Lecture delivered by Brother Bashier Rahim on Thursday night 19 September 2019 at Ahlul Bait (a.s) Masjid Complex, Ottery, Cape Town

During this sacred month of Muharram we continue to remember the ultimate sacrifice that Imam Husayn (a.s) made together with his family and companions on the plains of Karbala and the subsequent further tribulations that were endured by the women and children after the day of Ashura which were considered even more difficult than what was endured on the day of Ashura itself.

And all of this ultimately was to bring new life into the Islam that was being superficially practised by the Muslims at the time.

So for us too we need to go away from Ashura with some revival in our own level that we have been practising Islam as our mourning for Imam Husayn (a.s) provides us with the much needed fuel to propel us forward in our journey.

Since the short Thursday night lectures have been dedicated to discussions on Fiq and Akhlaq, tonight very briefly I would like to examine the relationship between these 2 very important sciences and make one or two points that will hopefully at least intellectually take us a few steps forward or in fact giant steps forward if we really appreciate these points.


First of all what is Fiqh?

The Arabic word, Fiqh essentially means understanding, profound understanding. That can be a profound understanding of any subject in general.

Like a physician has a profound understanding of the human body. We will call him Mutafaqqeh in medicine …. like Dr Ali from our community for example and others.

In the Holy Quran and in Ahadith from the Holy Prophet and the Imams, we have been repeatedly commanded towards profound understanding (tafaqqah) in the religion.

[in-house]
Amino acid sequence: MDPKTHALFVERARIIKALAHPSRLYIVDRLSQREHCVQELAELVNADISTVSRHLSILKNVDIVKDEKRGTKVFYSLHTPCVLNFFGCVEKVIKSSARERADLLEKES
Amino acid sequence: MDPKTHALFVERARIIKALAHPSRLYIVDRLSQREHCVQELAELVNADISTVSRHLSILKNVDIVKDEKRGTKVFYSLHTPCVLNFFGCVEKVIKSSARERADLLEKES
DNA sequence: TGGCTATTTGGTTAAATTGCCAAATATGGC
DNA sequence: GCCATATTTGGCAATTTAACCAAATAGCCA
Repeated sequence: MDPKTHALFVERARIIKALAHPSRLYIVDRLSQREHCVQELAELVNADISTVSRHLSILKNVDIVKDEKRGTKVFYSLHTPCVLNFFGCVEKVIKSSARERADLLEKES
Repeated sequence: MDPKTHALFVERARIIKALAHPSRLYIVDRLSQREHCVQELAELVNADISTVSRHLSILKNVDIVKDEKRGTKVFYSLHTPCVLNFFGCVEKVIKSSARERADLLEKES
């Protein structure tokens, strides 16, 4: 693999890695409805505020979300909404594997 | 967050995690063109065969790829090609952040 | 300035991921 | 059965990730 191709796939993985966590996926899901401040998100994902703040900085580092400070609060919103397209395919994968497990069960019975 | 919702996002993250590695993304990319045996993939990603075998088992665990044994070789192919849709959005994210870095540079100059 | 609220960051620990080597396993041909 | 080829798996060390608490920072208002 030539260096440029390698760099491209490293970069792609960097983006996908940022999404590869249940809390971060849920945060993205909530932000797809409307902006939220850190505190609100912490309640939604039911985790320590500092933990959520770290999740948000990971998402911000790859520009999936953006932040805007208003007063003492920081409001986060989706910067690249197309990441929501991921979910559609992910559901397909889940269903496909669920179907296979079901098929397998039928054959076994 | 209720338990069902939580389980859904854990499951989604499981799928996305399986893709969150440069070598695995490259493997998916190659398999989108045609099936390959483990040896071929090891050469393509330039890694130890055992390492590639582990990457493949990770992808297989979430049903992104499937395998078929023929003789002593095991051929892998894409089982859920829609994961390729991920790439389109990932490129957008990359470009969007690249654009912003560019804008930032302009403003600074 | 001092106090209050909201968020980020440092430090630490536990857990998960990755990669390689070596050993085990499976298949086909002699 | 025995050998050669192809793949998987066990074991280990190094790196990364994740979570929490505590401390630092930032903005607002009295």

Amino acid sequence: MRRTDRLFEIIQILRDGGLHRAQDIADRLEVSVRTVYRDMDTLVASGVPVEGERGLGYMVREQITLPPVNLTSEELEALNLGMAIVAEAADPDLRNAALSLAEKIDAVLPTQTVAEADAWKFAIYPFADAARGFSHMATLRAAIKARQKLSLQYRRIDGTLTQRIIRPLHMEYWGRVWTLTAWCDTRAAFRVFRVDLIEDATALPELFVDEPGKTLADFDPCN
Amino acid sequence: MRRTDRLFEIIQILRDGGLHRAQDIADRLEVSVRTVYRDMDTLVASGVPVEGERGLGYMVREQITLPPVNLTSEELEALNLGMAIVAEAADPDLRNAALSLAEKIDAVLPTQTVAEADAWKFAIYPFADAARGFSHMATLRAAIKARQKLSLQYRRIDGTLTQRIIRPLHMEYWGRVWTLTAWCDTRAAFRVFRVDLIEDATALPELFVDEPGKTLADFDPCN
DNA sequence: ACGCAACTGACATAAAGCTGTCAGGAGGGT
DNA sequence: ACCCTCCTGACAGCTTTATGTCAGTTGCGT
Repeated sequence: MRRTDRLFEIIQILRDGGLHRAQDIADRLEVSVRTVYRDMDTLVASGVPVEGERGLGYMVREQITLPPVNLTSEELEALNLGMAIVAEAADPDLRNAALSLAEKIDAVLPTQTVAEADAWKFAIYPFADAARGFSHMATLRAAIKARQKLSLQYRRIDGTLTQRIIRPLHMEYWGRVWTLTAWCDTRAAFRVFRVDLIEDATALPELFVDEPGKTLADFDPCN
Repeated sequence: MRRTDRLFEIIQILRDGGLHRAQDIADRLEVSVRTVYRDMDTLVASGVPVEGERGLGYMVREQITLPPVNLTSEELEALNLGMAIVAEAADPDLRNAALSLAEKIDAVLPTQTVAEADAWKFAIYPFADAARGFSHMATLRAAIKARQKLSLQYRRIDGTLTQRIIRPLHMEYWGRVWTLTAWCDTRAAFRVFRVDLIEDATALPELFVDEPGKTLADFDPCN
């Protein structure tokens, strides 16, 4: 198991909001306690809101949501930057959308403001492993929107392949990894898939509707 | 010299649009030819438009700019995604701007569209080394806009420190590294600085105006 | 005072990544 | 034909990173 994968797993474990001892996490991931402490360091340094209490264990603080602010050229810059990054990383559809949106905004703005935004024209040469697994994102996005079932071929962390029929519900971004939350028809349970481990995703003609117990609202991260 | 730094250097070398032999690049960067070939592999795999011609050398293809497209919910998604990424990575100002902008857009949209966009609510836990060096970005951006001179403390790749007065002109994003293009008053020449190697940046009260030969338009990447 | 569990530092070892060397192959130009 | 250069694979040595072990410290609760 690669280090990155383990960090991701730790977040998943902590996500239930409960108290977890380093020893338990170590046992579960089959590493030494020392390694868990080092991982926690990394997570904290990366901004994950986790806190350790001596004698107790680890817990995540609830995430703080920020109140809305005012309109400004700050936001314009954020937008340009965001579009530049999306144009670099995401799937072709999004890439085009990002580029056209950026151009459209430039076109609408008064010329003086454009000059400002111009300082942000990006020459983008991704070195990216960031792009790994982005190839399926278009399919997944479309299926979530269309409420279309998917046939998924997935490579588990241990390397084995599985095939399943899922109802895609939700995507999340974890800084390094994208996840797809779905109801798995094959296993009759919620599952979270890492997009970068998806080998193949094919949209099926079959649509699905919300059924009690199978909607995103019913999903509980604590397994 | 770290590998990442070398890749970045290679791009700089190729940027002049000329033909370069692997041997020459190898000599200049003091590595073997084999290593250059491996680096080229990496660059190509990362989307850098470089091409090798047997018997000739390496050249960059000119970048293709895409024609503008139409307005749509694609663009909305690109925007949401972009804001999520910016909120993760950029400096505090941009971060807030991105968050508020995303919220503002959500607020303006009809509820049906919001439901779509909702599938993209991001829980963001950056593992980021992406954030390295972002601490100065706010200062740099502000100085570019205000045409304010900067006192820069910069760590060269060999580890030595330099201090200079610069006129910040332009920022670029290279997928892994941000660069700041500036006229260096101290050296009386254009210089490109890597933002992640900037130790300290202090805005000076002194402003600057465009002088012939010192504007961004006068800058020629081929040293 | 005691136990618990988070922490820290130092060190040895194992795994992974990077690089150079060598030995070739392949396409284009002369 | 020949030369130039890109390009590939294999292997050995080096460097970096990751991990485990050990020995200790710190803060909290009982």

And we are thus familiar with verse 122 of Surah Tawbah in this regard:

فَلَوْلا نَفَرَ مِن كُلِّ فِرْقَةٍ مِنْهُمْ طَآئِفَةٌ لِيَتَفَقَّهُوا فِي الدِّينِ

“why should not then a group from every party of them go forth to become deeply learned in religion”.

Tafaqqah in Deen is to have a profound understanding of the whole of the religion of Islam itself. Such people would be called by the Imams as being a Faqih.

But technically in relation to the specific subject of Fiqh itself, the Masters of jurisprudence (fuqaha) when defining Fiqh or jurisprudence, they use the following definition:

“Fiqh or Jurisprudence is the study of the secondary commands of the Shari’ah of Islam which is gained from the detailed resources and proofs”.

In other words Fiqh is not the study of matters related to our beliefs as that is studied under the subject of Aqeeda, but Fiqh is the study of the commands relating to our actions whether it relates to formal worship or interacting with others.


Now having said that, anything we do on a daily basis, all of it is meant to have an ultimate goal or end…. all of our actions is meant to bring us Nearness to Almighty Allah.

Or you can say all our actions is meant to bring us human perfection as Nearness to Allah who is the Absolute Perfect will bring us human perfection.

So our ulama explain that any action that helps us to achieve this ultimate goal is a good action.

But sometimes an action can have mixed outcomes like good and bad outcomes at the same time – so in those cases we have to be very careful.

Any action that is an obstacle to achieve our ultimate goal of Nearness to Almighty Allah is a bad action.

The rules of Fiqh or Islamic jurisprudence is based on a Real and Direct relationship between the action and our ultimate goal of achieving Nearness to Almighty Allah.

This is really important to understand!

There is a real relationship between following ANY and EVERY rule in Fiqh and achieving our ultimate goal of Nearness to Almighty Allah.